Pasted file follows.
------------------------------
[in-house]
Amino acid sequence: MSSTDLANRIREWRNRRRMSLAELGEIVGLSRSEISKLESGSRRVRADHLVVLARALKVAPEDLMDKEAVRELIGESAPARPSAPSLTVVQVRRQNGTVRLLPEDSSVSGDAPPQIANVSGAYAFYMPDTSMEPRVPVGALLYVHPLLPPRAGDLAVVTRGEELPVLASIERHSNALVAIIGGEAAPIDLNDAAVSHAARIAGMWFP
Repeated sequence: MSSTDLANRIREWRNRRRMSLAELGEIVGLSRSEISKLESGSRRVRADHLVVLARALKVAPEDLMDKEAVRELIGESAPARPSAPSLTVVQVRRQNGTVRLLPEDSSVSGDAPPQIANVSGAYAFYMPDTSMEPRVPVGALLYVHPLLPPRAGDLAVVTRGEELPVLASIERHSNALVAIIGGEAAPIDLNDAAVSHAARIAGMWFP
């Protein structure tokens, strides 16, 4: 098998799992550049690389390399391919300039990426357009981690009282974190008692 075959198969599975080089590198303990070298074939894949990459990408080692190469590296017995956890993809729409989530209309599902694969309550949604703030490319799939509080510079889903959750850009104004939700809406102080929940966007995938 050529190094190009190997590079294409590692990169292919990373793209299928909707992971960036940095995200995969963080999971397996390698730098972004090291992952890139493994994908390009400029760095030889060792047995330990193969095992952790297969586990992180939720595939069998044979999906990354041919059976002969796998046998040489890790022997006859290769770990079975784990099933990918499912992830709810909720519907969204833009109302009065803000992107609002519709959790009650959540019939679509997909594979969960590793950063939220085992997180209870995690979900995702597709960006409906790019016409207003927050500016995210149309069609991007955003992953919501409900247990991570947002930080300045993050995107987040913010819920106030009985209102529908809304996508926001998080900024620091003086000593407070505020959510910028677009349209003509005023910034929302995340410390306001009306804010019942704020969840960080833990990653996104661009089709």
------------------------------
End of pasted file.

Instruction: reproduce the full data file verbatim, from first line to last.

[in-house]
Amino acid sequence: MSSTDLANRIREWRNRRRMSLAELGEIVGLSRSEISKLESGSRRVRADHLVVLARALKVAPEDLMDKEAVRELIGESAPARPSAPSLTVVQVRRQNGTVRLLPEDSSVSGDAPPQIANVSGAYAFYMPDTSMEPRVPVGALLYVHPLLPPRAGDLAVVTRGEELPVLASIERHSNALVAIIGGEAAPIDLNDAAVSHAARIAGMWFP
Repeated sequence: MSSTDLANRIREWRNRRRMSLAELGEIVGLSRSEISKLESGSRRVRADHLVVLARALKVAPEDLMDKEAVRELIGESAPARPSAPSLTVVQVRRQNGTVRLLPEDSSVSGDAPPQIANVSGAYAFYMPDTSMEPRVPVGALLYVHPLLPPRAGDLAVVTRGEELPVLASIERHSNALVAIIGGEAAPIDLNDAAVSHAARIAGMWFP
């Protein structure tokens, strides 16, 4: 098998799992550049690389390399391919300039990426357009981690009282974190008692 075959198969599975080089590198303990070298074939894949990459990408080692190469590296017995956890993809729409989530209309599902694969309550949604703030490319799939509080510079889903959750850009104004939700809406102080929940966007995938 050529190094190009190997590079294409590692990169292919990373793209299928909707992971960036940095995200995969963080999971397996390698730098972004090291992952890139493994994908390009400029760095030889060792047995330990193969095992952790297969586990992180939720595939069998044979999906990354041919059976002969796998046998040489890790022997006859290769770990079975784990099933990918499912992830709810909720519907969204833009109302009065803000992107609002519709959790009650959540019939679509997909594979969960590793950063939220085992997180209870995690979900995702597709960006409906790019016409207003927050500016995210149309069609991007955003992953919501409900247990991570947002930080300045993050995107987040913010819920106030009985209102529908809304996508926001998080900024620091003086000593407070505020959510910028677009349209003509005023910034929302995340410390306001009306804010019942704020969840960080833990990653996104661009089709």